A tribute to a wise, funny woman who has set a fine example for her family.
Posted in , Nov 17, 2015
Ninety years is a long time. Going back in history, that takes us to 1925, a time when the women wore brocade and crepe dresses accessorized with beaded bags and turban or cluster hats. The men were stylishly dressed in double breasted suits and swagger hats—which I’m sure they tipped gallantly to the ladies.
Paul Newman, Barbara Bush and Yogi Berra were some of the well-known folks who made their arrival into the world 90 years ago. The Great Gatsby was published that year. The first motel opened in San Luis Obispo, California. The Mount Rushmore National Monument was dedicated in 1925 and The Grand Ole Opry began broadcasting that year.
It was a great time in our country with big things happening, but for me, what makes 1925 so special is that my Aunt Bernadette was born that year. She might not have made the “most notable happenings” list for 1925, but to all of us who have been so blessed to have her in our lives, we consider her a national treasure.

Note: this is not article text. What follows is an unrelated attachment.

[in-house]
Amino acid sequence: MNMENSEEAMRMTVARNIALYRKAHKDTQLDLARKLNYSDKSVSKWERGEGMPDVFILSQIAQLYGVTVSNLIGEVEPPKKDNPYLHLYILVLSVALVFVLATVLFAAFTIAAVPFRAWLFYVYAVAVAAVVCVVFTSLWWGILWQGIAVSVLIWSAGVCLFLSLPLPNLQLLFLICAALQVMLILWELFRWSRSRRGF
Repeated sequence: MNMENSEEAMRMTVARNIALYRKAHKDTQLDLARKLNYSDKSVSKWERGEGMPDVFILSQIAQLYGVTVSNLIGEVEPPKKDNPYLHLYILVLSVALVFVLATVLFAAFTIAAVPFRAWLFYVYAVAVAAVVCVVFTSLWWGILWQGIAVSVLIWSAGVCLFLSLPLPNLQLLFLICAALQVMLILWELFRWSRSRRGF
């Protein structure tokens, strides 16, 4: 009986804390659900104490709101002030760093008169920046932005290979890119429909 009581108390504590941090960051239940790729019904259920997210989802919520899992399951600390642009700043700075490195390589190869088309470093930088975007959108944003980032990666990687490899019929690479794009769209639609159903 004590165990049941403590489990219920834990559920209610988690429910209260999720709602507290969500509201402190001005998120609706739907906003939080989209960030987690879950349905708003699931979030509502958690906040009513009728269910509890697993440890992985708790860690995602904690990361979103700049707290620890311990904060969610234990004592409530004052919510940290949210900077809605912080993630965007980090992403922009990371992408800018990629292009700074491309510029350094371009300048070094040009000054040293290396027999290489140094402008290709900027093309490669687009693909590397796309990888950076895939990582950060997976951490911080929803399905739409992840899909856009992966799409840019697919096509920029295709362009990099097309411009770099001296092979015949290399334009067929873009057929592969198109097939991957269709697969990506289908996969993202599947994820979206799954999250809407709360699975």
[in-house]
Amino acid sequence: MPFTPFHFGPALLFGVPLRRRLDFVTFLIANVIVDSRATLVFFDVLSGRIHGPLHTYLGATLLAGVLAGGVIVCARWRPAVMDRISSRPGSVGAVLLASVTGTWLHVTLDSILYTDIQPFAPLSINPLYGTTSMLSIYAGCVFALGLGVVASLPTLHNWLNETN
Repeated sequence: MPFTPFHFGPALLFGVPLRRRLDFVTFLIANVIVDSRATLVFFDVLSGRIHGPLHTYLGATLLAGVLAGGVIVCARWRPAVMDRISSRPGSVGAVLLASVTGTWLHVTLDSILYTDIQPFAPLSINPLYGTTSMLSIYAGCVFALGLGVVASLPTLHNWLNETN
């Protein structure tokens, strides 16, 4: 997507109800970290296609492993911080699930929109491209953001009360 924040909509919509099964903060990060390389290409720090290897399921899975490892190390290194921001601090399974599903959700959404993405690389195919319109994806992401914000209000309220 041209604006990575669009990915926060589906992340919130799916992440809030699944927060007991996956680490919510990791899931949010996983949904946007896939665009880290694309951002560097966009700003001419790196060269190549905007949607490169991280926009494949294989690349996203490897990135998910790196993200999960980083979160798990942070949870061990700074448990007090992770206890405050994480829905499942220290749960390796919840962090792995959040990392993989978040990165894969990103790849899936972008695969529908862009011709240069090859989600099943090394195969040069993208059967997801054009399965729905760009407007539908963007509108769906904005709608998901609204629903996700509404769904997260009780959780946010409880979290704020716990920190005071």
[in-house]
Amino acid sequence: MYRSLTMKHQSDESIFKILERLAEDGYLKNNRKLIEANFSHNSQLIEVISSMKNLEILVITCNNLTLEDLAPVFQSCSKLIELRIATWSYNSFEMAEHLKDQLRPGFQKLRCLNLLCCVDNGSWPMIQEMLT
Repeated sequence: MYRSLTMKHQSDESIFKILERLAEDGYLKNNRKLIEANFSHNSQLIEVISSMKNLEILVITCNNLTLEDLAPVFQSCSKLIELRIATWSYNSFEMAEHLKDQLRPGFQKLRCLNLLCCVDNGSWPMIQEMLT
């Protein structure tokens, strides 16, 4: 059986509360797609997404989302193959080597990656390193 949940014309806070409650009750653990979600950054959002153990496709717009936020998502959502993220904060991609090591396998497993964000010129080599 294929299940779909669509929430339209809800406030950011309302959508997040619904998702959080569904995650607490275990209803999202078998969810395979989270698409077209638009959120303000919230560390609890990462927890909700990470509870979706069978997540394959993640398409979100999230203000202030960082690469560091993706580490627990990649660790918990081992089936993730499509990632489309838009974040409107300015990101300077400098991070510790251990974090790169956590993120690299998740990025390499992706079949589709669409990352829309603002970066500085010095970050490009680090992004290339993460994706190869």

I’ve written about Aunt Bernadette before, sharing some of her funny stories like the time she accidentally used Chanel Number 5 instead of mouthwash and the hilarious Christmas where she thought she could remember which packages went to which person–so she didn’t use name tags. One of our most fun Christmases ever!
But today, as Aunt Bernadette celebrates her 90th birthday, I want to talk about the trail she blazed for all of us to follow—life lessons that are valuable for everyone:
I have photos of Aunt Bernadette as a young woman, and she was beautiful. She’s still beautiful today, and any lines that have had the nerve to show up on her face are just gentle etchings of a life that’s been filled with love and laughter.
Aunt Bernadette, it’s your birthday, and yet we are the ones who’ve been given the gift. I love you, and I want to be you when I grow up. Thank you for leaving a path for us to follow, for footsteps that led us in the right direction. The impact of your life will affect generations to come.
And now a question for the rest of us: What kind of trail are we blazing for others to follow?